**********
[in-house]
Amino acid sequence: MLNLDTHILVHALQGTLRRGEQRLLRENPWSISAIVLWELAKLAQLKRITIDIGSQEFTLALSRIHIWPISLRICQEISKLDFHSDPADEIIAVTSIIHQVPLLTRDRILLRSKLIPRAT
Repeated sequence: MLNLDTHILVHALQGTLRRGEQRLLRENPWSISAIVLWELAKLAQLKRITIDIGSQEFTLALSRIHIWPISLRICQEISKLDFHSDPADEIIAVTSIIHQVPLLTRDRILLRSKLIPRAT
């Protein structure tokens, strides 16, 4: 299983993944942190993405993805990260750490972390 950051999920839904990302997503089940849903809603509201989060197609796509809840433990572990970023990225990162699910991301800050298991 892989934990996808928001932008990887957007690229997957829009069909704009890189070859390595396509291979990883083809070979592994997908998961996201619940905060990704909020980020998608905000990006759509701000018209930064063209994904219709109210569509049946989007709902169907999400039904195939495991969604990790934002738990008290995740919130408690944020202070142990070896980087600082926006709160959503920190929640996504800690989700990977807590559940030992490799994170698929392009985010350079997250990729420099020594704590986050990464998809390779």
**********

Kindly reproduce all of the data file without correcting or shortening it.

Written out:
[in-house]
Amino acid sequence: MLNLDTHILVHALQGTLRRGEQRLLRENPWSISAIVLWELAKLAQLKRITIDIGSQEFTLALSRIHIWPISLRICQEISKLDFHSDPADEIIAVTSIIHQVPLLTRDRILLRSKLIPRAT
Repeated sequence: MLNLDTHILVHALQGTLRRGEQRLLRENPWSISAIVLWELAKLAQLKRITIDIGSQEFTLALSRIHIWPISLRICQEISKLDFHSDPADEIIAVTSIIHQVPLLTRDRILLRSKLIPRAT
């Protein structure tokens, strides 16, 4: 299983993944942190993405993805990260750490972390 950051999920839904990302997503089940849903809603509201989060197609796509809840433990572990970023990225990162699910991301800050298991 892989934990996808928001932008990887957007690229997957829009069909704009890189070859390595396509291979990883083809070979592994997908998961996201619940905060990704909020980020998608905000990006759509701000018209930064063209994904219709109210569509049946989007709902169907999400039904195939495991969604990790934002738990008290995740919130408690944020202070142990070896980087600082926006709160959503920190929640996504800690989700990977807590559940030992490799994170698929392009985010350079997250990729420099020594704590986050990464998809390779």